A Concept for Time-Dependent Processes

Konrad Polthier and Martin Rumpf


We develop a new concept to extend a static interactive visualization package to a time-dependent animation environment by reusing as many as possible of the existing static classes and methods. The discussion is based on an object-oriented mathematical programming environment and is applied to parameter-dependent structures, time-dependent adaptive geometries and flow computations but most of the ideas apply to other environments in scientific visualization too. We define new classes describing dynamic processes (including e.g. time-dependent adaptive geometries) and specify a protocol mechanism they must understand. This allows the definition of a class TimeNode supervising an arbitrary dynamic processes as a time-dependent node in a formerly static data hierarchy. We discuss mechanisms of such time-dependent hierarchies, and additionally the problem of algorithms on time-dependent geometries in a number of examples.

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Time-dependent processes occur in many different areas as for example in the description of natural phenomena and their computer graphical visualization, in computer animation packages, or in mathematics when analyzing parameter-dependent problems. The paper is centered around the question of how to describe such phenomena in a software package and what kind of algorithms operate on such data.

This paper describes a procedure to extend a static graphical programming environment to handle arbitrary time-dependent processes by easily upgrading existing classes and methods working on static data. Although this was our original goal, it turned out that the concept is useful in a more general sense. The restriction of having to start with a static environment and not to start with an animation system right from the beginning turned out to be extremely useful when formulating the principal ideas. This might simply be true because even in animation packages a user usually is not able to work on an animated object during its animation but he stops the animation for modeling objects - meaning that he operates on a static time cut. Surely, this is a simplification and we will later discuss the problem of algorithms working on complete dynamic processes.

We start our paper with a discussion of the term time in chapter . For example, we generalize the meaning of time to be local to an object, which allows us to view the same dynamic process at two different speeds simultaneously. Surely, this is very useful when analyzing dynamic process. A major point is the definition of a new class TimeNode in chapter describing a time-dependent subclass of the class Node in the static case. Using such nodes we extend a static hierarchy to a time-dependent hierarchy. A static node has a pointer to a static geometry. A instance of class TimeNode has (beside other instance variables) additionally a pointer to a dynamic process and reuses the pointer to the static geometry to store the current time cut of the dynamic process. If time does not change the hierarchy behaves as in the static case and all existing tools of the existing static environment may still be used.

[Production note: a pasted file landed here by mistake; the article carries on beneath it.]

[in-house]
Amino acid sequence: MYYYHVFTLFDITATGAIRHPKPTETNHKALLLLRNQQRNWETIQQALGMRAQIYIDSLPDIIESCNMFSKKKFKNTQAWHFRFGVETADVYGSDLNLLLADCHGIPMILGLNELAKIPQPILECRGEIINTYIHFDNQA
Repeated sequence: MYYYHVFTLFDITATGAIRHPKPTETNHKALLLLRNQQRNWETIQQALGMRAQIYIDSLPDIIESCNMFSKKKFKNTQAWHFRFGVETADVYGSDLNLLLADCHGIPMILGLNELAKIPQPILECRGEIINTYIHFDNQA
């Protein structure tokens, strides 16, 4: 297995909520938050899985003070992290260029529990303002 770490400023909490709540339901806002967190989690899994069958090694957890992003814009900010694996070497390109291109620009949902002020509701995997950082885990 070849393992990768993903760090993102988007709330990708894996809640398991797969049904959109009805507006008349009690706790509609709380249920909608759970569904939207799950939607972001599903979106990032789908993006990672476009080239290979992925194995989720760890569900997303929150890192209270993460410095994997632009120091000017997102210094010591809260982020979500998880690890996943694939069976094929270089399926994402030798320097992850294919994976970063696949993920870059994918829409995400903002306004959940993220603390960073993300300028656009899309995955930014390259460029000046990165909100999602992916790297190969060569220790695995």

Before discussing in chapter time-control in a time-dependent hierarchy with multiple nodes of class TimeNode, we discuss in chapter a number of example classes describing dynamic processes. For example, we extend the classical key-frame technique to allow discretization changes of animated triangulated geometries. Finally, we discuss in chapter a number of mathematical algorithms working on dynamic processes. Such algorithms are not pure extensions of static methods, but may have much more functionality. Consider for instance clipping at a sphere where the algorithm is static but the sphere may have an animated diameter, or algorithms integrating over dynamic processes.

Summarizing, our major points are:

Our concept differs strongly from other concepts available in scientific visualization software [].

The time-concept described in this paper has been implemented in the graphical programming environment GRAPE [] developed at the Sonderforschungsbereich 256 for ''Nonlinear Partial Differential Equations'' at the University of Bonn. GRAPE is an object-oriented, interactive visualization package with a library of classes and methods supporting besides others mainly solutions of problems from continuums mechanics and differential geometry []. It is device independent and runs on a variety of workstations.

The first author wants to thank Charlie Gunn for fruitful comments on the paper.